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Woodford Co. extends wind farm hearing  

A hearing on the White Oaks Wind Energy Center was held over until tonight because so many people turned out Wednesday to offer their opinions.

After four hours of testimony and questions, Woodford County Zoning Board of Appeals Chairman Bob Harbers said the meeting would be continued until 6 p.m. today at the Congerville Elementary School.

About 65 people attended the hearing on Wednesday. Of 36 individuals registered to make comments, only about half had an opportunity to speak by 10 p.m.

The vast majority of speakers voiced concerns over a proposed 100-turbine wind farm’s effects on birds and wildlife, drainage, roads and property values.

Chicago-based Invenergy Wind is seeking approval to build on scattered sites near the McLean-Woodford county line. Construction on the project, which would cost more than $200 million, is slated for spring 2007

Sandy Adams of rural Carlock said the wind farm would be an eyesore that takes away from the area’s natural beauty.

“I believe that a huge wind farm in this area would change the quality of living for us, so I’m against it,” said Adams.

Rhonda Baer of Carlock agreed, adding that the proposed revenue for local taxing bodies wouldn’t offset the concerns of residents about the sight, sounds and impact of wind turbines.

“To me, $200,000 (in tax revenue) seems like a very small amount considering all the problems involved with putting this in,” said Baer. “It doesn’t seem like a lot of money for a lot of trouble.”

Bill Preller estimated that he would be able to see about 50 of the turbines from his home in rural Hudson.

Preller said the wind farm’s developer, Invenergy, has failed to meet the standards necessary to have a special-use permit approved. For example, road use agreements have not been reached with municipalities.

“We don’t know the gravel depths. We don’t know the road widths. We don’t know the weight of loads,” said Preller. “The numbers just aren’t there.”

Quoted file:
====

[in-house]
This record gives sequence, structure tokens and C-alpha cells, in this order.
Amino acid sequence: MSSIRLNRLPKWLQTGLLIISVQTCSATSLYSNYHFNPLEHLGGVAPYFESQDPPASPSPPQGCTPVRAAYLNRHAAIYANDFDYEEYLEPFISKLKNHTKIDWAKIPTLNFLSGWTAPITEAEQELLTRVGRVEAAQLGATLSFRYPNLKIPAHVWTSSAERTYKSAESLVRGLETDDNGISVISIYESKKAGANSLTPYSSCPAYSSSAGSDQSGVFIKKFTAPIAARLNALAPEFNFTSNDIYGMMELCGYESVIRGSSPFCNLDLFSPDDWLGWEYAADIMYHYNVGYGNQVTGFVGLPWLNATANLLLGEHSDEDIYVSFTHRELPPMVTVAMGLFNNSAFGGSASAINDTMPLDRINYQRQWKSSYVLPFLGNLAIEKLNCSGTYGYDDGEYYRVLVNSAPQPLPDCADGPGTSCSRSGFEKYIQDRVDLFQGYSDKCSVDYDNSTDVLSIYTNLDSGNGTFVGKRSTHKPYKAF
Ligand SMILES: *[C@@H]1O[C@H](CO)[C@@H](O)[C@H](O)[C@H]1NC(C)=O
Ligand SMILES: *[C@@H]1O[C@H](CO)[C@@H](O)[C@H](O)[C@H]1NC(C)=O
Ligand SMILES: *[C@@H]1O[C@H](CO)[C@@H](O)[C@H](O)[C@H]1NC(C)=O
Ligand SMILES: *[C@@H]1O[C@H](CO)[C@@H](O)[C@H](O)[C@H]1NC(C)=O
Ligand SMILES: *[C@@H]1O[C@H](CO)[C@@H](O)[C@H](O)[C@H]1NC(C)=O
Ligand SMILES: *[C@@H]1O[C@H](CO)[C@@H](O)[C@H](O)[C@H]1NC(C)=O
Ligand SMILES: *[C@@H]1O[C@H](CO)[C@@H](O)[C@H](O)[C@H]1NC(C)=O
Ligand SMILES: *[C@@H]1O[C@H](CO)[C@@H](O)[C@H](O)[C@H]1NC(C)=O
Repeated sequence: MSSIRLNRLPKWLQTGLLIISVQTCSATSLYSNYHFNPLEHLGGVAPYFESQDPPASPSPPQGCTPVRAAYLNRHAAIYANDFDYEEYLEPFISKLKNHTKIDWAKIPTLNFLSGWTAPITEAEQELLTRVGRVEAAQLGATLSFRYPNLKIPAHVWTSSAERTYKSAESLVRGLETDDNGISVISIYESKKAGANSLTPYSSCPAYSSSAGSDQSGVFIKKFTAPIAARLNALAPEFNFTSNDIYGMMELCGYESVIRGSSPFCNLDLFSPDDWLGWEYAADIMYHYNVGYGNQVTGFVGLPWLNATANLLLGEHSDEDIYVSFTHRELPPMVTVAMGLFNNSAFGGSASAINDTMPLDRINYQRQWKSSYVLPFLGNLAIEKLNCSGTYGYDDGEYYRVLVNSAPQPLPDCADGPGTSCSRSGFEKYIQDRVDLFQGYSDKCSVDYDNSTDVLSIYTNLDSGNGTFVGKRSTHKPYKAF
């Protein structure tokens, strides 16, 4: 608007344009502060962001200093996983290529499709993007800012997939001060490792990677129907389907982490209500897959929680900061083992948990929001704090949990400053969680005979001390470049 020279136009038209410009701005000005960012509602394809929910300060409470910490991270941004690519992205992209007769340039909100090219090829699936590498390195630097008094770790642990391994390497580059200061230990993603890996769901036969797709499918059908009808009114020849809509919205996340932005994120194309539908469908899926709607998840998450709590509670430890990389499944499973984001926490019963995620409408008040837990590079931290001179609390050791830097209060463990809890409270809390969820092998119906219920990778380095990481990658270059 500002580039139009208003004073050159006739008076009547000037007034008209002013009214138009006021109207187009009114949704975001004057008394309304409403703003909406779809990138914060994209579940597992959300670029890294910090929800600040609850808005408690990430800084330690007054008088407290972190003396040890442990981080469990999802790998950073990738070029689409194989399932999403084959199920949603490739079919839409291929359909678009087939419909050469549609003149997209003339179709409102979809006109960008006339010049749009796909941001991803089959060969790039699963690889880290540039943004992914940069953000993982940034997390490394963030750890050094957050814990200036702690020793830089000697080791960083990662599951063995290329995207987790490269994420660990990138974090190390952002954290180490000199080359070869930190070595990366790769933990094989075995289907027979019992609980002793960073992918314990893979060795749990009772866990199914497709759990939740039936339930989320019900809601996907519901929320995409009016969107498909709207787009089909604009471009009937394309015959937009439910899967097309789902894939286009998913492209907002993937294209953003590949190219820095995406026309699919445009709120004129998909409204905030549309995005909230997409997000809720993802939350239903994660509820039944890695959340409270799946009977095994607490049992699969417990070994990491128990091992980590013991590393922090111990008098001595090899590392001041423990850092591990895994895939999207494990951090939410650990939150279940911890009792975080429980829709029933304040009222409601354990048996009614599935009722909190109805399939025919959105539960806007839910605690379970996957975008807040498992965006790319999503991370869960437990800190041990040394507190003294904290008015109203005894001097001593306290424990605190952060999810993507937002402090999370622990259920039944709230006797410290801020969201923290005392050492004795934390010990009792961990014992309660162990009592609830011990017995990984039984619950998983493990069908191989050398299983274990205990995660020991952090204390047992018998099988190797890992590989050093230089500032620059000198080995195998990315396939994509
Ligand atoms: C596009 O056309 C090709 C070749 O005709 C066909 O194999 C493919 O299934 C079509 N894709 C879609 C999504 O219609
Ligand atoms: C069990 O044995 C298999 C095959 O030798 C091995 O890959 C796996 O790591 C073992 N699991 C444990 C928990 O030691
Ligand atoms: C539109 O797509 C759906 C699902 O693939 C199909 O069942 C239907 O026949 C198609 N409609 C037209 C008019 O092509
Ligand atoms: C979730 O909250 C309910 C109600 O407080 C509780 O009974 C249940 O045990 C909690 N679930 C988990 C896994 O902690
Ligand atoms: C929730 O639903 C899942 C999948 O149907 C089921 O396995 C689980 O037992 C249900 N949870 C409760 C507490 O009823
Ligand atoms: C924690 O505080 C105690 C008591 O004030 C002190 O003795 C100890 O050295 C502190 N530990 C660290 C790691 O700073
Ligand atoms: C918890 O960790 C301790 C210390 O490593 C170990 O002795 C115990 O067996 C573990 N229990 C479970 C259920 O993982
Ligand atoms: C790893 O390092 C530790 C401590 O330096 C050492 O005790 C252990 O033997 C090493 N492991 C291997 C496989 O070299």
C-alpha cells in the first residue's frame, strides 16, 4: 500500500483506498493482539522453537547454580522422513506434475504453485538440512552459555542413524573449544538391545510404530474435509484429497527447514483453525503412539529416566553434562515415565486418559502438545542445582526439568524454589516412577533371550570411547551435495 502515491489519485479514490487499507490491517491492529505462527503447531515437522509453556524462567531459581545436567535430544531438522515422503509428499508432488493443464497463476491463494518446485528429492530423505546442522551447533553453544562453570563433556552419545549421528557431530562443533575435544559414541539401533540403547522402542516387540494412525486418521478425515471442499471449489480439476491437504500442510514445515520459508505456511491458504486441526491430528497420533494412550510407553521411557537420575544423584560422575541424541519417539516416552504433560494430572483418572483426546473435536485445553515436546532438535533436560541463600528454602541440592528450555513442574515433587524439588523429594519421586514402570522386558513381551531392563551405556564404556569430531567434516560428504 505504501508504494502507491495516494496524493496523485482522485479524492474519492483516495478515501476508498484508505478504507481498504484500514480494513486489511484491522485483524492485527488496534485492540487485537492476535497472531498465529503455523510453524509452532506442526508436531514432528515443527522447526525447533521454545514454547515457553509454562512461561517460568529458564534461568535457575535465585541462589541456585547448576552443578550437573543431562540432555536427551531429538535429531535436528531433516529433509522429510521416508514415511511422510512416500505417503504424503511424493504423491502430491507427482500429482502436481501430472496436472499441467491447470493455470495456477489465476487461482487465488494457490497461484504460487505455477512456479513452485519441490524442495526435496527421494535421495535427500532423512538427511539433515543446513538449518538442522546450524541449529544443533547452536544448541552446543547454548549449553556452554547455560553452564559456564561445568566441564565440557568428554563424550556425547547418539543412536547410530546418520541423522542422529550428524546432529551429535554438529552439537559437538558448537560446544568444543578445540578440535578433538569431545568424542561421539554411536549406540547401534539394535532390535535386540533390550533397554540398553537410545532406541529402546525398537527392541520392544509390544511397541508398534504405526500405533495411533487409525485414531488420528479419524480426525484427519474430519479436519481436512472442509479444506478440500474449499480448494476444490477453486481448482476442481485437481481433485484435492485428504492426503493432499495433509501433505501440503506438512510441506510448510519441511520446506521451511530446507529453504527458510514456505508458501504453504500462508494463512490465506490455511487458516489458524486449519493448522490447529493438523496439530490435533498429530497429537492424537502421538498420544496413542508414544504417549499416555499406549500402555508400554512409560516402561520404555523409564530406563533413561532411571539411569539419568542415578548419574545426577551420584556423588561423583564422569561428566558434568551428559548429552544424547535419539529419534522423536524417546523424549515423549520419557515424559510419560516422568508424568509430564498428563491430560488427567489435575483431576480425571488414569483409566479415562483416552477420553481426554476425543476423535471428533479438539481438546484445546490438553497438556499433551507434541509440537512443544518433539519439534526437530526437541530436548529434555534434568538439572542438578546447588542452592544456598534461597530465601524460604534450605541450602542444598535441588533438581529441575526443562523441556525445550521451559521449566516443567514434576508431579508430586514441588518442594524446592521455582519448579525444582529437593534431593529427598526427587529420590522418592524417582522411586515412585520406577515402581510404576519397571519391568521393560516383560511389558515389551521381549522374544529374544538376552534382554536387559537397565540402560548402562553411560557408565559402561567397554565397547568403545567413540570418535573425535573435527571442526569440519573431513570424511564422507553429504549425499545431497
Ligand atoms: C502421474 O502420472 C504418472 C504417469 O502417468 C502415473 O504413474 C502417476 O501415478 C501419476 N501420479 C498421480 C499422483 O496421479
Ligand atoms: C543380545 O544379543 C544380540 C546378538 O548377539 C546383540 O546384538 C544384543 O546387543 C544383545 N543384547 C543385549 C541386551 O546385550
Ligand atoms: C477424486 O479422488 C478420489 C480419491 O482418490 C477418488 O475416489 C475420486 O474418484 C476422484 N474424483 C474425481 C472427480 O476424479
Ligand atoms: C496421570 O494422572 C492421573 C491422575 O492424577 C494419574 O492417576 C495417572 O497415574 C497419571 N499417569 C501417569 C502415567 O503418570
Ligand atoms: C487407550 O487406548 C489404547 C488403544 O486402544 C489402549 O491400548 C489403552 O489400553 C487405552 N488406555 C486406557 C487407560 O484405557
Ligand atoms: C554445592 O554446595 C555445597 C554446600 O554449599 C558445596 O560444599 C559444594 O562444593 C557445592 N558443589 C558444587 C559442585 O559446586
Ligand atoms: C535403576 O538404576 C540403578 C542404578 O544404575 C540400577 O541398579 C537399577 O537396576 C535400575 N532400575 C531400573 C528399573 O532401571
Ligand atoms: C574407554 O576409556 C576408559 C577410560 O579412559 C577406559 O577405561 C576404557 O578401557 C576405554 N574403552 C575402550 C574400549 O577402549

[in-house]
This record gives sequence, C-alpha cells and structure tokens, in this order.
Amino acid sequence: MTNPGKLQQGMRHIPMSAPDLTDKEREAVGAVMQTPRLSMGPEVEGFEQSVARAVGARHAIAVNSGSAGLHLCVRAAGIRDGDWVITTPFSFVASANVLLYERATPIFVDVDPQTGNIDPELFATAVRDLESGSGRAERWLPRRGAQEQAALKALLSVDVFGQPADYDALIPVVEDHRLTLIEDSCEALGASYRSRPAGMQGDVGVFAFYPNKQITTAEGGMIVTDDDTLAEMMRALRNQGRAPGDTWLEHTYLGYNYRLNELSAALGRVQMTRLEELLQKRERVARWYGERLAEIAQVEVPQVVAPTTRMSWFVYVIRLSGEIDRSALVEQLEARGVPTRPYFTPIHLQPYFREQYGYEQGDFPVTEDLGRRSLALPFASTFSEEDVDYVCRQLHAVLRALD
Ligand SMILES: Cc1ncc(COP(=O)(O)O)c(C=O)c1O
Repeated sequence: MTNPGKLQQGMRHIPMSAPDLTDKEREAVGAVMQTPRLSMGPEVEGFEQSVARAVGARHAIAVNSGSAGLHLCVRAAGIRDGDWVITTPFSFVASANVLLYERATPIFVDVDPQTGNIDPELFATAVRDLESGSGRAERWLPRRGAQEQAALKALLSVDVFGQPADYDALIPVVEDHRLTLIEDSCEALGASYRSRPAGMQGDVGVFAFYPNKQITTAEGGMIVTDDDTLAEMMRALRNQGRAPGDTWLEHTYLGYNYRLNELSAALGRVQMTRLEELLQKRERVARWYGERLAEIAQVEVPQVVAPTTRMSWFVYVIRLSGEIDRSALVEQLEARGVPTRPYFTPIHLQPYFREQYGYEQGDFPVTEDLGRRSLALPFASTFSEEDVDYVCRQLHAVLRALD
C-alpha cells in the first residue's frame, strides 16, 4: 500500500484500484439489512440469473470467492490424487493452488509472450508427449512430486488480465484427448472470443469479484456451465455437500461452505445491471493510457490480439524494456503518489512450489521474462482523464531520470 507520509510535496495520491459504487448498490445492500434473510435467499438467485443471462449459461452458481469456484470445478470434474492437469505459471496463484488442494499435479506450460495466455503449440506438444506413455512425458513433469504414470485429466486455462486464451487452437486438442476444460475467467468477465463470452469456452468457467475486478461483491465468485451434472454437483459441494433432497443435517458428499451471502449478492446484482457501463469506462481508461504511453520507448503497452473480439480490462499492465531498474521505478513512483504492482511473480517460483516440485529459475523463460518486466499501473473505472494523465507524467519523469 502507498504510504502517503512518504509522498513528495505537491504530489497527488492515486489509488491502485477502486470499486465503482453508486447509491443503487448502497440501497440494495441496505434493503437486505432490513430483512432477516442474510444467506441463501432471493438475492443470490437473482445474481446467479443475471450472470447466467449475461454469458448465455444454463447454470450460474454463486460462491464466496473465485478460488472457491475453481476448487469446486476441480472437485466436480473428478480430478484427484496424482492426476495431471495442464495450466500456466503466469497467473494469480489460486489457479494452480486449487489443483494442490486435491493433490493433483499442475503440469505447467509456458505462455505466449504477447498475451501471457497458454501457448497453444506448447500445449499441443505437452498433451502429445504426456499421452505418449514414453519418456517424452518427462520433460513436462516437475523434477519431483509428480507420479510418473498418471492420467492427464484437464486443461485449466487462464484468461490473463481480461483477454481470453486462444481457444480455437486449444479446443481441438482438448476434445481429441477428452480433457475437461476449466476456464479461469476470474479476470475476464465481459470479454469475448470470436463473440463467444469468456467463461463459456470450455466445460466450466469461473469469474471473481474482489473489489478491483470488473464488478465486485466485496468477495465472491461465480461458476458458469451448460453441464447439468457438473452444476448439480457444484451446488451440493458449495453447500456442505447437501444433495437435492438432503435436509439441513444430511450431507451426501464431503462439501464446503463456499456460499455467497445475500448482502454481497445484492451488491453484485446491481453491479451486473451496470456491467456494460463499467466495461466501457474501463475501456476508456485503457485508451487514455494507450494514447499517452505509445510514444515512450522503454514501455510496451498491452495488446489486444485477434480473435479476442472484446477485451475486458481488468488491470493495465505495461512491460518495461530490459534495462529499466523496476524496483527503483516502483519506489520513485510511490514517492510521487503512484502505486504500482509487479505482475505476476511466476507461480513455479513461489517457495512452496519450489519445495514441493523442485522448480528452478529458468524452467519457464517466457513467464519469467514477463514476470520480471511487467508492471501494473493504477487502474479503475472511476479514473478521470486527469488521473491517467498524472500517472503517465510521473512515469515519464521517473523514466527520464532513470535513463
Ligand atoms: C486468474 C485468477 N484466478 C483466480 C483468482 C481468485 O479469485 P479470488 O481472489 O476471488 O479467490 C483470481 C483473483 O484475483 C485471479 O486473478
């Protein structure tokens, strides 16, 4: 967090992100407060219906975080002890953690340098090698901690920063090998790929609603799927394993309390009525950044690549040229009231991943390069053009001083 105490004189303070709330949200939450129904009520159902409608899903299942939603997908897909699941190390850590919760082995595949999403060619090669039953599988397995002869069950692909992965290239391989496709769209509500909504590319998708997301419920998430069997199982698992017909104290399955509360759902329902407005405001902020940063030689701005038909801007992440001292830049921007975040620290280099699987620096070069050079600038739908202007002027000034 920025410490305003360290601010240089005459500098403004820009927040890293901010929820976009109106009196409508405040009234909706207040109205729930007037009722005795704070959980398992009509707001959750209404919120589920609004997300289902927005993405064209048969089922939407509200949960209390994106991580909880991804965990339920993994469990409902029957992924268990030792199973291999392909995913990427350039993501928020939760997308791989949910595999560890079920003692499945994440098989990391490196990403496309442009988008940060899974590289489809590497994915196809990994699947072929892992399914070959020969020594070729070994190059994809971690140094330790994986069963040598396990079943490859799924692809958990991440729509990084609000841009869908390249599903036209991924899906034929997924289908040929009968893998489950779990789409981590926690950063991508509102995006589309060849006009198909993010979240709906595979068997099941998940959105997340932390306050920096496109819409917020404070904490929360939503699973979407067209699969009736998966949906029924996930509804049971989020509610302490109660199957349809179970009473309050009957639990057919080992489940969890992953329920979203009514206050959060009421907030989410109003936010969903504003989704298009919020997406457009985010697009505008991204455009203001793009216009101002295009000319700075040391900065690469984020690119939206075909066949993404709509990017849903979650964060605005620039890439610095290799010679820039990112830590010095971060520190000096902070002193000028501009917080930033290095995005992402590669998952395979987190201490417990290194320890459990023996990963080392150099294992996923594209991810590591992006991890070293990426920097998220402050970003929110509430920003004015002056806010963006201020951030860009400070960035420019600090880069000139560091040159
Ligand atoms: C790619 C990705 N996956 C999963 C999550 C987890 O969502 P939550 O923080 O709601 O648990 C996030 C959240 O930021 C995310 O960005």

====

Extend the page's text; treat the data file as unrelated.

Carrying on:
Joel Link, Invenergy’s director of business development, addressed many of the concerns raised by residents.

He said road agreements are being negotiated, noise standards will be maintained and the company is willing to consider additional evidence about the effects on wildlife, including birds.

However, the appearance of the turbines was not an issue he would address.

“I never argue the aesthetic values of wind turbines. I understand the point of view that some don’t want to see them. I understand the idea that I don’t mind seeing them,” said Link.

“A lot of the comments I’ve heard tonight are about the aesthetic value.”

The only resident speaking in favor of the farm was a landowner who could potentially host a tower. Larry Crowe of Machesny Park drove 150 miles to say he welcomed a turbine on his family farm along U.S. 150. He plans to retire to the location in a few years, he said.

“I think you’re ignoring people like me who stand to gain from this and rightfully so,” said Crowe. “If I had a choice of having a subdivision next to me “¦ I’d choose the wind turbine.

By J.W. Shults


This article is the work of the source indicated. Any opinions expressed in it are not necessarily those of National Wind Watch.

The copyright of this article resides with the author or publisher indicated. As part of its noncommercial effort to present the environmental, social, scientific, and economic issues of large-scale wind power development to a global audience seeking such information, National Wind Watch endeavors to observe “fair use” as provided for in section 107 of U.S. Copyright Law and similar “fair dealing” provisions of the copyright laws of other nations. Send requests to excerpt, general inquiries, and comments via e-mail.

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